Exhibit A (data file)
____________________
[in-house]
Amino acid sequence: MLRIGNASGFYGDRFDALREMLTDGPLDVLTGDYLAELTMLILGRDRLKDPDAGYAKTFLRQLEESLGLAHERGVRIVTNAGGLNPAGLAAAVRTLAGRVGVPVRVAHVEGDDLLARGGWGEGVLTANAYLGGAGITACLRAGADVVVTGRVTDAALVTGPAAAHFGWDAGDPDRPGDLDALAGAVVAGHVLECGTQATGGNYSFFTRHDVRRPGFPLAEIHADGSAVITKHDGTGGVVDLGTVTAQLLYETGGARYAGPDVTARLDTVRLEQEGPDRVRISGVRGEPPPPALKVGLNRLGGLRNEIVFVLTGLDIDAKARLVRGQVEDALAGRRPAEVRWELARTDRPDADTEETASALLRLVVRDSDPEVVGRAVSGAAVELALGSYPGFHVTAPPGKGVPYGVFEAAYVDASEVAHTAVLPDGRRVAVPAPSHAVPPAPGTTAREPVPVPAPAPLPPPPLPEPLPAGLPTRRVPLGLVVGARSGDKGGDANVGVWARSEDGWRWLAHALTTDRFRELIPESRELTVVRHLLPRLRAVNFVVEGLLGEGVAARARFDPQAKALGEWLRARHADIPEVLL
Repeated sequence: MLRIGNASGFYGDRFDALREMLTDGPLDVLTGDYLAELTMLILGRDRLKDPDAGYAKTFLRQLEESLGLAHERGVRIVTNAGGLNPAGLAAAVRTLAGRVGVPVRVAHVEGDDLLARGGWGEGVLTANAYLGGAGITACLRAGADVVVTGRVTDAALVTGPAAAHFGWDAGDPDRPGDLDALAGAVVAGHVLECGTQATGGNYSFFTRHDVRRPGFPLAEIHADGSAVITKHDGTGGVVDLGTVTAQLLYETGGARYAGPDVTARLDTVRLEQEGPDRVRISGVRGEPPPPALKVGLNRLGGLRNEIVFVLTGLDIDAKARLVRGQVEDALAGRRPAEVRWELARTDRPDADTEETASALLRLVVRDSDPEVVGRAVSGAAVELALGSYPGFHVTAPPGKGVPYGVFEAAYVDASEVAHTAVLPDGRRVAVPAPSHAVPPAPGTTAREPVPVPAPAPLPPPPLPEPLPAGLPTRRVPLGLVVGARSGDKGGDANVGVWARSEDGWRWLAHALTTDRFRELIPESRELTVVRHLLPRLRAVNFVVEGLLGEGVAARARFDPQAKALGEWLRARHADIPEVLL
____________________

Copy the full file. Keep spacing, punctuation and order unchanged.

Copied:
[in-house]
Amino acid sequence: MLRIGNASGFYGDRFDALREMLTDGPLDVLTGDYLAELTMLILGRDRLKDPDAGYAKTFLRQLEESLGLAHERGVRIVTNAGGLNPAGLAAAVRTLAGRVGVPVRVAHVEGDDLLARGGWGEGVLTANAYLGGAGITACLRAGADVVVTGRVTDAALVTGPAAAHFGWDAGDPDRPGDLDALAGAVVAGHVLECGTQATGGNYSFFTRHDVRRPGFPLAEIHADGSAVITKHDGTGGVVDLGTVTAQLLYETGGARYAGPDVTARLDTVRLEQEGPDRVRISGVRGEPPPPALKVGLNRLGGLRNEIVFVLTGLDIDAKARLVRGQVEDALAGRRPAEVRWELARTDRPDADTEETASALLRLVVRDSDPEVVGRAVSGAAVELALGSYPGFHVTAPPGKGVPYGVFEAAYVDASEVAHTAVLPDGRRVAVPAPSHAVPPAPGTTAREPVPVPAPAPLPPPPLPEPLPAGLPTRRVPLGLVVGARSGDKGGDANVGVWARSEDGWRWLAHALTTDRFRELIPESRELTVVRHLLPRLRAVNFVVEGLLGEGVAARARFDPQAKALGEWLRARHADIPEVLL
Repeated sequence: MLRIGNASGFYGDRFDALREMLTDGPLDVLTGDYLAELTMLILGRDRLKDPDAGYAKTFLRQLEESLGLAHERGVRIVTNAGGLNPAGLAAAVRTLAGRVGVPVRVAHVEGDDLLARGGWGEGVLTANAYLGGAGITACLRAGADVVVTGRVTDAALVTGPAAAHFGWDAGDPDRPGDLDALAGAVVAGHVLECGTQATGGNYSFFTRHDVRRPGFPLAEIHADGSAVITKHDGTGGVVDLGTVTAQLLYETGGARYAGPDVTARLDTVRLEQEGPDRVRISGVRGEPPPPALKVGLNRLGGLRNEIVFVLTGLDIDAKARLVRGQVEDALAGRRPAEVRWELARTDRPDADTEETASALLRLVVRDSDPEVVGRAVSGAAVELALGSYPGFHVTAPPGKGVPYGVFEAAYVDASEVAHTAVLPDGRRVAVPAPSHAVPPAPGTTAREPVPVPAPAPLPPPPLPEPLPAGLPTRRVPLGLVVGARSGDKGGDANVGVWARSEDGWRWLAHALTTDRFRELIPESRELTVVRHLLPRLRAVNFVVEGLLGEGVAARARFDPQAKALGEWLRARHADIPEVLL